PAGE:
Arnold Schwarzenegger: The Greatest Political Orator of Our Day

With lines like this one he gave at the Council of Foreign Relations, it’s easy to see why Governor Schwarzenegger is such a successful politician:

“If you are against taking actions against greenhouse gases and carbon emissions your political base will melt away as sure as the polar ice caps.

You will become a political penguin on a smaller and smaller ice floe drifting out to sea. Goodbye my little friend.”

He also dresses extremely well, as Nicholas Antongiavanni has noted.

Goodbye my little friends.

Congress 2007/CPSA Conference in Saskatoon – Are You Going?

I’m going to be at the Congress of the Humanities and Social Sciences in Saskatoon, Saskatchewan for the rest of the week. Congress is the largest annual academic gathering in Canada and I’ll be attending the Canadian Political Science Association part of the conference.

If you’re planning on attending, drop me an email me [greg – at –](or contact me here) and maybe we can discuss the state of the blogosphere over a few drinks

Falklands War Anniversary – Remembering War

On the twenty fifth anniversary of the Falklands War, an ambitious war fought by Britain some 8,000 miles away, here is a good documentary on the conflict, produced for the twentieth anniversary.

In the conflict, Britain took more casualities than they have taken in both Iraq and Afghanistan to date. Winning the conflict took political courage on the part of an embattled Prime Minister, Margaret Thatcher, defending substantive British sovereignty though it be fought over a seemingly insignificant group of islands, with barely sufficient military hardware to do it.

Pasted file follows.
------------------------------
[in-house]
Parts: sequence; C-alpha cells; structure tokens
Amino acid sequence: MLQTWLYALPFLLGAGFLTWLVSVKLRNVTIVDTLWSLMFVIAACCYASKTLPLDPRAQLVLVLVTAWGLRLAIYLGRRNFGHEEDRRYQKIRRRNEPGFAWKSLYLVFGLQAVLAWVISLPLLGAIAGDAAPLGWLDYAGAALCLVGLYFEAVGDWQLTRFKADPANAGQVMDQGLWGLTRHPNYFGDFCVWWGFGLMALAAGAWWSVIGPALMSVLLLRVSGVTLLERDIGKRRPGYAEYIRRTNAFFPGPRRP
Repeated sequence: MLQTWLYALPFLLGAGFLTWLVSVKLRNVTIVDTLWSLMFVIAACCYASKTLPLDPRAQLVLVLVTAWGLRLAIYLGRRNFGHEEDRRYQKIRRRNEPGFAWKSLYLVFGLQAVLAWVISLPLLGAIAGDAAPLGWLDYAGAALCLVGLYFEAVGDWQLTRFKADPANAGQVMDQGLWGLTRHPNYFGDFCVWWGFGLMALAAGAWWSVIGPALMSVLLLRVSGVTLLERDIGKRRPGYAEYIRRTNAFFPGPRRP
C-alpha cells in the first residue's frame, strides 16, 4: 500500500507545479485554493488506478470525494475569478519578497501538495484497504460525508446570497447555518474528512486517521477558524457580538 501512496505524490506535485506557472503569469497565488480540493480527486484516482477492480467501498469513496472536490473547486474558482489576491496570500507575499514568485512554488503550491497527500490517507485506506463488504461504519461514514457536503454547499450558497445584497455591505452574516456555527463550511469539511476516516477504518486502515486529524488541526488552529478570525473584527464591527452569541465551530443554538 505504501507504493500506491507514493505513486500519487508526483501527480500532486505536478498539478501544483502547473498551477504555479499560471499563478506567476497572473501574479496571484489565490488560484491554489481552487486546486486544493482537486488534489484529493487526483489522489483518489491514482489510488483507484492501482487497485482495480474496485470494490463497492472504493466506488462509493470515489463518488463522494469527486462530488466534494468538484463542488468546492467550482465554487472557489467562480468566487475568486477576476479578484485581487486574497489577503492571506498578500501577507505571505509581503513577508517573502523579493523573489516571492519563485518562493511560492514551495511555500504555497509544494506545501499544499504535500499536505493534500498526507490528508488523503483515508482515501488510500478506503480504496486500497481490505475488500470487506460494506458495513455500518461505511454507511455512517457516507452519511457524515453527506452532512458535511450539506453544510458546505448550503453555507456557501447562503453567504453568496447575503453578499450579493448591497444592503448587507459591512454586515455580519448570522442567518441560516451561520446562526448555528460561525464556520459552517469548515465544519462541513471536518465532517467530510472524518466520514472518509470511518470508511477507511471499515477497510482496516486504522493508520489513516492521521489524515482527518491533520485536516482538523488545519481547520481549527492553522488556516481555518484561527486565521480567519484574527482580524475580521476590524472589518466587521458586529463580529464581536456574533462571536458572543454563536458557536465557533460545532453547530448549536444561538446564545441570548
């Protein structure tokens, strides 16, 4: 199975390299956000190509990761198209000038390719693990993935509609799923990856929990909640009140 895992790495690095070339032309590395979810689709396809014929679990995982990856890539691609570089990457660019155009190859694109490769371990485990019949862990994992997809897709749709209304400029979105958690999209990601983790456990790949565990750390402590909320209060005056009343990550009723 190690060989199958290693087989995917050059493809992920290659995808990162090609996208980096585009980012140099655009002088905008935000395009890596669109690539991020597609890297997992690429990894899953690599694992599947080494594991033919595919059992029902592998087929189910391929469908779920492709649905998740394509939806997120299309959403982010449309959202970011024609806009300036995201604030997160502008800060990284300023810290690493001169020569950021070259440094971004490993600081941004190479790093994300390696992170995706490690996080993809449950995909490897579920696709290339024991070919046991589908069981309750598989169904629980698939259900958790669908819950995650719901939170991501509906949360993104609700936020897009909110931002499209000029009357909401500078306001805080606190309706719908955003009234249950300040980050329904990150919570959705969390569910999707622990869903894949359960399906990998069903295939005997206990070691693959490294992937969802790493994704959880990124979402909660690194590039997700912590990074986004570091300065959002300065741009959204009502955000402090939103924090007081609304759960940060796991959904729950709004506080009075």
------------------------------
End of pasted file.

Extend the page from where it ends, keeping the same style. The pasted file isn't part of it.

Anniversaries such as this make us realize that defending one’s national interest and security is always at the chancy cost of high casualties and potential loss of face. War isn’t easy but an ever-present reality in human history; just wars being fought. Further to this point, Rich Lowry provides good commentary on why war history matters and what’s wrong with it in contemporary liberal education:

Battles are so important to history that their names alone — Vienna, Waterloo, Stalingrad — can evoke the beginning or end of epochs and empires. Violent conflict is one of the most persistent characteristics of human history, and warfare features the interplay of strategy, weaponry, chance, logistics, emotion, and leadership. It is an occasion for folly and brutality, and — as we remember on Memorial Day — heroism and sacrifice.

It is for all these reasons that books and TV programming on warfare are so popular; their subject is both fascinating and important, history at its most consequential and dramatic. Nonetheless, military history has been all but banished from college campuses. …